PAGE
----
A Film and TV Review by Tim Riley


DEATH ON THE NILE” Rated PG-13 One of the most prolific and revered authors of detective novels, Agatha Christie was inspired during the First World War to create Hercule Poirot based on the notion that a Belgian refugee who had been a policeman would make a great detective. Hercule Poirot turned into a legendary character and realized his best on-screen incarnation in Sidney Lumet’s “Murder on the Orient Express,” a visually stunning 1974 production with an all-star cast.

Kenneth Branagh revives “Death on the Nile,” first in the cinemas more than 40 years ago, with an old-fashioned sensibility in its gorgeous design and cinematography, as well as the sense fitting neatly as a 1937 period piece. Opening with a somewhat unnecessary prologue during the Great War, Belgian soldier Hercule Poirot (Kenneth Branagh) demonstrates valor and courage during trench warfare, surviving battle wounds that explain the origin of his bushy mustache.

Twenty-odd years later, the Belgian sleuth ends up on an Egyptian vacation aboard a glamorous riverboat steamer with a group of more or less aristocratic people connected in various ways to a picture-perfect couple on an idyllic honeymoon voyage.The newlyweds are fabulously rich heiress Linnet Ridgeway (Gal Gadot) and her handsome husband Simon Doyle (Armie Hammer), a person who might be credibly considered an opportunist since he was engaged to another when they first met.

Enter Jacqueline de Bellefort (Emma Mackey), the jilted lover who was Linnet’s best friend and now has turned into a vengeful stalker who finagles her way aboard the S.S. Karnak riverboat heading down the Nile.From an earlier encounter at a London night club, Poirot was already familiar with the parties to the romantic triangle, having observed that Jacqueline introduced Simon as her fiancé to Linnet.One of the guests on the cruise is Poirot’s old friend Bouc (Tom Bateman), whose irritable mother (Annette Bening) is along for the ride to paint the ancient pyramids of Giza.

Other passengers associated with Linnet include former fiancé and physician Windlesham (Russell Brand), a jealous maid (Rose Leslie), and radical godmother Marie Van Schuyler (Jennifer Saunders).Rousing suspicion is Linnet’s business manager and cousin (Ali Fazal), but blues band performers (Sophie Okonedo and Letitia Wright) bring a different tune to the journey.

After the first murder, Poirot jumps into the fray, annoying most of the travelers with his relentless queries and deductive reasoning, even as the body count mounts and no one feels safe.With wicked twists and turns that may leave many guessing the final denouement, “Death on the Nile” is beautifully staged as an entertaining diversion for those who appreciate a conventional, old-school murder mystery-thriller.


FREDERICK DOUGLASS: IN FIVE SPEECHES” ON HBO February is Black History Month, and it is a fitting time on the 23rd of the month for the HBO documentary film “Frederick Douglass: In Five Speeches,” a look at the life and work of the orator and civil rights activist in his own words.Inspired by David Blight’s “Frederick Douglass: Prophet of Freedom,” the documentary brings to life the words of our country’s most famous anti-slavery advocate.Escaping from slavery at age 20, Douglass went on to become the most influential Black man in the nineteenth century, and he achieved that position based on the power of his words.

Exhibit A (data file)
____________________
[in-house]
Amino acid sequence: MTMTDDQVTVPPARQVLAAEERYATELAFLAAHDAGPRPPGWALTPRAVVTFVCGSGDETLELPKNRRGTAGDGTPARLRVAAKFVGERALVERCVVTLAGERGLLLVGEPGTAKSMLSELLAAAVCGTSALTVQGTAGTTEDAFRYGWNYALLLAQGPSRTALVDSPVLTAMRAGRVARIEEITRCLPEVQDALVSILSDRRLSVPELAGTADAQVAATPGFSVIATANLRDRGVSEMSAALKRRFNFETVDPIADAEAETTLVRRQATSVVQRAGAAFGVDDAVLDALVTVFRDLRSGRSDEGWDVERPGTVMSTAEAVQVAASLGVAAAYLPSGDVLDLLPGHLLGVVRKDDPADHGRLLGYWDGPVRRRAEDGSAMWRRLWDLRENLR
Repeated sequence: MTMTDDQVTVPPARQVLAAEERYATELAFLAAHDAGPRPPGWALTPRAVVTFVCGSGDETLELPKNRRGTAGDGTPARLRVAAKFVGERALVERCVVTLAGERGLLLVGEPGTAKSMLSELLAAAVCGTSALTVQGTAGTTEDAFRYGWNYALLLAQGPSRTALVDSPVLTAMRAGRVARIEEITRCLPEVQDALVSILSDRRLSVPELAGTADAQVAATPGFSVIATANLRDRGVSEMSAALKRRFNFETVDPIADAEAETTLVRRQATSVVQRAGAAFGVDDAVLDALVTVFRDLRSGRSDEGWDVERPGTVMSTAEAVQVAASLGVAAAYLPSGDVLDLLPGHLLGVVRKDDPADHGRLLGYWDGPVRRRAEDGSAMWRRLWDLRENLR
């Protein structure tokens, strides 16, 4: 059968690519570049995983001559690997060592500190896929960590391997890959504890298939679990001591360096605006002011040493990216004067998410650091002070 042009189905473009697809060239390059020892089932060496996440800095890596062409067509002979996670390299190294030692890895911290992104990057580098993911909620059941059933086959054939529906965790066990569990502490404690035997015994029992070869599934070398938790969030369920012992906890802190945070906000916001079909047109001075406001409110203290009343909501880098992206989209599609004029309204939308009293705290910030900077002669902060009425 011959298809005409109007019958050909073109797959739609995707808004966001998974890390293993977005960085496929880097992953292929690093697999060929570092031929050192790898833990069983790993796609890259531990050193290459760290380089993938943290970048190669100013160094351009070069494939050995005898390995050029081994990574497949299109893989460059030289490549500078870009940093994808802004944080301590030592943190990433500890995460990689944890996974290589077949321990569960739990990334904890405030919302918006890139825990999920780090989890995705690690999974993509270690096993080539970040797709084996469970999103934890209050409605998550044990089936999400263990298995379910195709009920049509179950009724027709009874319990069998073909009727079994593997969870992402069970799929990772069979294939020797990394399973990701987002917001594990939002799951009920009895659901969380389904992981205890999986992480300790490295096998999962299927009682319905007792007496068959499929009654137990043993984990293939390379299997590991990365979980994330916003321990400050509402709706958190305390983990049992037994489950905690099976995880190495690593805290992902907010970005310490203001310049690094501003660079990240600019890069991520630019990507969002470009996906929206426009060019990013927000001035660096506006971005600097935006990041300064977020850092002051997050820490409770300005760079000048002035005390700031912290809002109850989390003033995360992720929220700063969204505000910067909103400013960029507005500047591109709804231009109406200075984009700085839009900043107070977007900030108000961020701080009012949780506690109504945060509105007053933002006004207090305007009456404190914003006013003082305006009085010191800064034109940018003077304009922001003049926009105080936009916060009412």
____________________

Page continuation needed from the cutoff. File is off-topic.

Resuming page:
Entirely self-taught, the famed abolitionist was a powerful writer and master orator, crafting speeches that challenged the nation to live up to its founding principles.The HBO documentary offers a new approach to understanding Douglass’ story, guided entirely by his own words about the country’s struggle for Black freedom and equality.

Acclaimed actors draw from five of Douglass’ legendary speeches to represent a different moment in the tumultuous history of 19th century America as well as a different stage of Douglass’ long and celebrated life.Together with his autobiographies, the speeches chart Douglass’ rise from a passionate young agitator to a composed statesman, and ultimately to a disenchanted but still hopeful older man. The first of the five speeches dates to pre-Civil War 1841, “I Have Come to Tell You Something About Slavery,” wherein Douglass recounts before an anti-slavery convention his story of being raised as a slave publicly for the first time.

During the twilight of his life in 1894, Douglass’ speech “Lessons of the Hour,” recreated by actor Jeffrey Wright, exhorted America to eliminate prejudice and look to its founding principles. At the moment, I am in the middle of interesting history book about the remarkable story of how Abraham Lincoln and Frederick Douglass steered America through the moral crisis of the Civil War.With numerous New York Times bestseller history books to his credit, Brian Kilmeade’s “The President and the Freedom Fighter” offers the premise that the two men didn’t always see eye to see, but ultimately were committed to the Constitution that united them in friendship.Further edification on this subject would merit reading the source material for this HBO documentary. After all, David Blight garnered the Pulitzer Prize for History for his efforts.